Recommended by Tony Bates, Asst. Dir. of Admissions (Dec. 2015): The story of Alice Kober, a brilliant but forgotten academic, and her contributions to the solution of an incredibly complex archaeological crypto-linguistic puzzle.
The life story of Seattle photographer Edward Curtis (1868-1952) that illuminates the changes in the American West and the detrimental impact those chances had on the Native Americans and their cultures. A remarkable story told by a journalist (N.Y. Times columnist) providing rich historical context and a riveting story. – Cindy Fester, research publications editor (April 2017)
The title just about says it all, though Irena Sendler would readily acknowledge this was a network of committed, courageous individuals who found a way to act and bring hope in the midst of the devastation of Nazi-occupied Poland. – Judy Davis, resource sharing librarian (April 2017)
"The best book I read this summer tells the story of an adventurous war journalist who happens to have some sixty odd years of experiencing surfing, including in some of the most remote locations on earth. Finnegan’s book is organized by location, with each chapter centering on a phase of his life in which he was surfing in a particular place, from Hawaii, California, Fiji, Portugal and New York to South Africa during the apartheid era. His account is one that does not require any love of surfing of your own; rather, he tells the story of his life in a way that causes you to care about his long and loving friendships, inspires admiration for his single-mindedness, and piques interest in the culture surrounding the sport. The book is a very readable mix of historical journalism (the author tracked down many of the letters he wrote in that era and the book seems meticulously documented) and anthropology (his perspective on encounters with people from different cultures was fascinating). Finnegan’s account of middle school in Hawaii in the 1960s is particularly interesting as he discusses the racial and social tensions he experienced as he learned to survive in a new and physically violent environment. (He relays a funny anecdote about how Barack Obama, who went to private school in Honolulu in that era, told the author he couldn’t believe Finnegan had gone to that particular school, whose reputation was notorious.) Finally, the book’s discussion of surfing itself, is a joy. I will never look at a wave the same way again, and I have a much greater appreciation for the way the sport requires not just discipline but deep respect for nature." Prof. Zahr Said (Sept. 2016).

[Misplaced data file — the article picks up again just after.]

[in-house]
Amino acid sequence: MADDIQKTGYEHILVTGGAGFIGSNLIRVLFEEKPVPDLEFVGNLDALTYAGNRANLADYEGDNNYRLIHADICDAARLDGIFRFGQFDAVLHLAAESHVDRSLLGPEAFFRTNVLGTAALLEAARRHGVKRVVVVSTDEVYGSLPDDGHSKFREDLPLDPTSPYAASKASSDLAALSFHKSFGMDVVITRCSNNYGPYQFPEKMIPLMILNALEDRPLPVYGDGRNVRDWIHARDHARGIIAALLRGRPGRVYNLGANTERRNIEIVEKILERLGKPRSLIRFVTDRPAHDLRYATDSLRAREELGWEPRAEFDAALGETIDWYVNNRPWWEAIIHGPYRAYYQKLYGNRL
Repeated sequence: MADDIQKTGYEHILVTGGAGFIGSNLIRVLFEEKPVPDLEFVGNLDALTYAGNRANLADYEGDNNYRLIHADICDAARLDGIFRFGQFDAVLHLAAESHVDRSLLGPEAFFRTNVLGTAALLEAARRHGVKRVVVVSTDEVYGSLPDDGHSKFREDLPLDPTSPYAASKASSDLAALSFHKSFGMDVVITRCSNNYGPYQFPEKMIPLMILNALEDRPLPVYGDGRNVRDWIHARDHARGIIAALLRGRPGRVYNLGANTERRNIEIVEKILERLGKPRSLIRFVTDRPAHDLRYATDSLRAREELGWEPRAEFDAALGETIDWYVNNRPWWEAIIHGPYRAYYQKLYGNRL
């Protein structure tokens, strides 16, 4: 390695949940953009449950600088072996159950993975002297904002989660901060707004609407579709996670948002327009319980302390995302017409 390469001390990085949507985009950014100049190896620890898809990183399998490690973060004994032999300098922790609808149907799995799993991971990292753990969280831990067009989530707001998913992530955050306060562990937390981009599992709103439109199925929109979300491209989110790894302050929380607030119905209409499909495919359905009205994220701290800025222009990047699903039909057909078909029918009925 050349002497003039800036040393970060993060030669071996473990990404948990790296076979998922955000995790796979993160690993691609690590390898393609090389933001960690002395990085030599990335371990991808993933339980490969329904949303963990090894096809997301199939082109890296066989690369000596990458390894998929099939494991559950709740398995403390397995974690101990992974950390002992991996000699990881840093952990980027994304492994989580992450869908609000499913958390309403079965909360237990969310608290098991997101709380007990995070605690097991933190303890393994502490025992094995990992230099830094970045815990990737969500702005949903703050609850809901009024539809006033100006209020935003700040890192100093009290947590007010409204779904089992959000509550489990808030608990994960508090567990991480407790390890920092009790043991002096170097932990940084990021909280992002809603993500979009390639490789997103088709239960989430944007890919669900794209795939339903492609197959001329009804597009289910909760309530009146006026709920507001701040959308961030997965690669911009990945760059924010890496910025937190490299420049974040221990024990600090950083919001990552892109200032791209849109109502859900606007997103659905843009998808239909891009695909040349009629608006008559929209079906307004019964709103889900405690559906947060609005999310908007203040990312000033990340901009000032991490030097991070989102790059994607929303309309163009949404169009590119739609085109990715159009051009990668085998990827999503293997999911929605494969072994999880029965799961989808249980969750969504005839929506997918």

Highly recommended by Cindy Fester (Sept. 2016). Jason Schmidt was employed for a couple of years as a member of the faculty support team and then went to UW Law (JD 2010). The Seattle Times review is here.
I listened to the audiobook version of John Le Carre’s memoir, Pigeon Tunnel, which the author narrates. What an amazing life. I wanted it to go on forever. – Holley Cassell, Associate Philanthropy Officer
James Rebanks at first refused the traditional way of life his upbringing on a sheep farm in the fells of Northern England’s Lake District thrust upon him. This story of his return to that life and the richness of knowledge and relationships scores of years in one place gives one is his testament to the worth of preserving not just a landscape but a way of life centuries old. Rebanks has also been a consultant to UNESCO on World Heritage Sites. – Judy Davis, resource sharing librarian (April 2017)
First published in 1933, this is a beautifully written, very personal account of World War I’s profound impacts on Brittain’s generation of British youth. In her early twenties when the war began, Brittain served as a nurse to those wounded in various battles throughout Europe. Her story gives an unforgettable sense of the tragic effects of this war on virtually everyone she knew and loved, as well as her society as a whole. A timely book to read now, 100 years after World War I. –Ingrid Holmlund, CILPCo-Editor (April 2017)
Recommended by Kaitlyn Bunker, J.D. Admissions Program Coordinator (Dec. 2015): I really enjoyed reading “Without You There is No Us” by Suki Kim. Kim was an undercover journalist while disguised as a missionary English teacher, and I appreciate that her memoir gives readers a perspective of North Korea that escapee biographies cannot.
Word by Word: The Secret Life of Dictionaries
by Kory Stamper
Publication Date: 2017
Part memoir and part fascinating analysis of the art of lexicography (look it up!), this oddball book is witty and wise. Great fun for anyone interested in the English language. – Prof. Kate O'Neill (April 2017)
A neuroscientist sees a brain scan from his control group stack and immediately sees that it should have been with the group of scans from prisoners who have been labeled psychopaths. He breaks the code to find out whose it is. Uh-oh: it's his. Both a memoir and an introduction to the psychology and physiology of psychopaths. – Mary Whisner, research services librarian (April 2017)